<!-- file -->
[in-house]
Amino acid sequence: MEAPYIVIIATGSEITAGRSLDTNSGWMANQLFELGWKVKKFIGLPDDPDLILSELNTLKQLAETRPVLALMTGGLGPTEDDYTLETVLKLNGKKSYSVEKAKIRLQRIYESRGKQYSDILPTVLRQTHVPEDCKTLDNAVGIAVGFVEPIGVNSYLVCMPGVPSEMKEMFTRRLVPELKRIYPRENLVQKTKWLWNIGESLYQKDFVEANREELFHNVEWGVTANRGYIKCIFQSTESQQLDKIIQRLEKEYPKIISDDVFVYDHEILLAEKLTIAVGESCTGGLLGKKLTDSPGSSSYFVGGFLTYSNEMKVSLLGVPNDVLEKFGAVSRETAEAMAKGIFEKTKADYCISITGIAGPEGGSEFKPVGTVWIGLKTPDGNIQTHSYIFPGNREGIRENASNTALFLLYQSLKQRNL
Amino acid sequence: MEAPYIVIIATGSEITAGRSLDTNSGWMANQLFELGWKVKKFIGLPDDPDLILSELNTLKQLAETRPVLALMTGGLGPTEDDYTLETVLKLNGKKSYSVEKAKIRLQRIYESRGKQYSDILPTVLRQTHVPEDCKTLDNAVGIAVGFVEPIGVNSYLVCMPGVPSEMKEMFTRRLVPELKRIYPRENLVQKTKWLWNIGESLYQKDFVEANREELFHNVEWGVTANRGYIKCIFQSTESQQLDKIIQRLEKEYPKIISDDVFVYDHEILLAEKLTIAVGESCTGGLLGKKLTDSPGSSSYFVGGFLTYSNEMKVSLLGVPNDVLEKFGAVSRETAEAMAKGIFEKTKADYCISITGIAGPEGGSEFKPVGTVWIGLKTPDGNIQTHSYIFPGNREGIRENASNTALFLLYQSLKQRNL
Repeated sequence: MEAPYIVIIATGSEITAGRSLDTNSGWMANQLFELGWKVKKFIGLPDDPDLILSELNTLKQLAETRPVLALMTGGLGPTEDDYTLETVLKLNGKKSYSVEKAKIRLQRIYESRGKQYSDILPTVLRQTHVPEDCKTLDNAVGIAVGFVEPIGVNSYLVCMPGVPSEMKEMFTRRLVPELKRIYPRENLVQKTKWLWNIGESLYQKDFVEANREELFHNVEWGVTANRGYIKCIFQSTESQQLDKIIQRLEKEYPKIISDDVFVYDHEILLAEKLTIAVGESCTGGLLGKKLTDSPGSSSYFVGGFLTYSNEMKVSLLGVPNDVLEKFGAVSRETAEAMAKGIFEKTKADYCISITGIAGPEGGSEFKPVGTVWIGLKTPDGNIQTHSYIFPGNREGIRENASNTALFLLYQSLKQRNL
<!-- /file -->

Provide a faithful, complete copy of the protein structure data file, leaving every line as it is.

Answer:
[in-house]
Amino acid sequence: MEAPYIVIIATGSEITAGRSLDTNSGWMANQLFELGWKVKKFIGLPDDPDLILSELNTLKQLAETRPVLALMTGGLGPTEDDYTLETVLKLNGKKSYSVEKAKIRLQRIYESRGKQYSDILPTVLRQTHVPEDCKTLDNAVGIAVGFVEPIGVNSYLVCMPGVPSEMKEMFTRRLVPELKRIYPRENLVQKTKWLWNIGESLYQKDFVEANREELFHNVEWGVTANRGYIKCIFQSTESQQLDKIIQRLEKEYPKIISDDVFVYDHEILLAEKLTIAVGESCTGGLLGKKLTDSPGSSSYFVGGFLTYSNEMKVSLLGVPNDVLEKFGAVSRETAEAMAKGIFEKTKADYCISITGIAGPEGGSEFKPVGTVWIGLKTPDGNIQTHSYIFPGNREGIRENASNTALFLLYQSLKQRNL
Amino acid sequence: MEAPYIVIIATGSEITAGRSLDTNSGWMANQLFELGWKVKKFIGLPDDPDLILSELNTLKQLAETRPVLALMTGGLGPTEDDYTLETVLKLNGKKSYSVEKAKIRLQRIYESRGKQYSDILPTVLRQTHVPEDCKTLDNAVGIAVGFVEPIGVNSYLVCMPGVPSEMKEMFTRRLVPELKRIYPRENLVQKTKWLWNIGESLYQKDFVEANREELFHNVEWGVTANRGYIKCIFQSTESQQLDKIIQRLEKEYPKIISDDVFVYDHEILLAEKLTIAVGESCTGGLLGKKLTDSPGSSSYFVGGFLTYSNEMKVSLLGVPNDVLEKFGAVSRETAEAMAKGIFEKTKADYCISITGIAGPEGGSEFKPVGTVWIGLKTPDGNIQTHSYIFPGNREGIRENASNTALFLLYQSLKQRNL
Repeated sequence: MEAPYIVIIATGSEITAGRSLDTNSGWMANQLFELGWKVKKFIGLPDDPDLILSELNTLKQLAETRPVLALMTGGLGPTEDDYTLETVLKLNGKKSYSVEKAKIRLQRIYESRGKQYSDILPTVLRQTHVPEDCKTLDNAVGIAVGFVEPIGVNSYLVCMPGVPSEMKEMFTRRLVPELKRIYPRENLVQKTKWLWNIGESLYQKDFVEANREELFHNVEWGVTANRGYIKCIFQSTESQQLDKIIQRLEKEYPKIISDDVFVYDHEILLAEKLTIAVGESCTGGLLGKKLTDSPGSSSYFVGGFLTYSNEMKVSLLGVPNDVLEKFGAVSRETAEAMAKGIFEKTKADYCISITGIAGPEGGSEFKPVGTVWIGLKTPDGNIQTHSYIFPGNREGIRENASNTALFLLYQSLKQRNL